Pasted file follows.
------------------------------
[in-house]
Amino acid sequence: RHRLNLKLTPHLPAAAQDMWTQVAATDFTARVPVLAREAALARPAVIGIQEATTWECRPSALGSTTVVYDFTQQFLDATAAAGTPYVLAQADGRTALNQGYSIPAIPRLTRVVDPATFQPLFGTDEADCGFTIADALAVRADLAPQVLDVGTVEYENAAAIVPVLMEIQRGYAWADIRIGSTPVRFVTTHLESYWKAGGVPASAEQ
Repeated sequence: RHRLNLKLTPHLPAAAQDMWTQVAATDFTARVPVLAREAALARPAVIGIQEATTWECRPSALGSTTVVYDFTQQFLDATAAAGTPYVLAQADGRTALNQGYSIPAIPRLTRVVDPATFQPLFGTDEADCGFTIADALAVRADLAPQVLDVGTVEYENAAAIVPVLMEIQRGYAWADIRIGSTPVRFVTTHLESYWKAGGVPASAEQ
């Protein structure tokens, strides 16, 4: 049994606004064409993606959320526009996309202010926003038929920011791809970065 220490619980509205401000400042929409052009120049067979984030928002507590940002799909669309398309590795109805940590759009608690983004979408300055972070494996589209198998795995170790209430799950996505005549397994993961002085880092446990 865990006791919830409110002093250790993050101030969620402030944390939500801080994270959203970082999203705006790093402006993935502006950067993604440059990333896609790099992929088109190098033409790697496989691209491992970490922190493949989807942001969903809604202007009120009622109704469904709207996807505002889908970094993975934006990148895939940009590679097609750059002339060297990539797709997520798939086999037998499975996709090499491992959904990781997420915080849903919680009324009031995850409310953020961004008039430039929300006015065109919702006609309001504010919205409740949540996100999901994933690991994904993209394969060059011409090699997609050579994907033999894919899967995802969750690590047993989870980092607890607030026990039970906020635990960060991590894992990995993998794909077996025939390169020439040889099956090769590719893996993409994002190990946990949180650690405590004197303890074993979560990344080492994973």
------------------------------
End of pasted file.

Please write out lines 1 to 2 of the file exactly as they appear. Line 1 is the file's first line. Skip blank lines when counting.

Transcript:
[in-house]
Amino acid sequence: RHRLNLKLTPHLPAAAQDMWTQVAATDFTARVPVLAREAALARPAVIGIQEATTWECRPSALGSTTVVYDFTQQFLDATAAAGTPYVLAQADGRTALNQGYSIPAIPRLTRVVDPATFQPLFGTDEADCGFTIADALAVRADLAPQVLDVGTVEYENAAAIVPVLMEIQRGYAWADIRIGSTPVRFVTTHLESYWKAGGVPASAEQ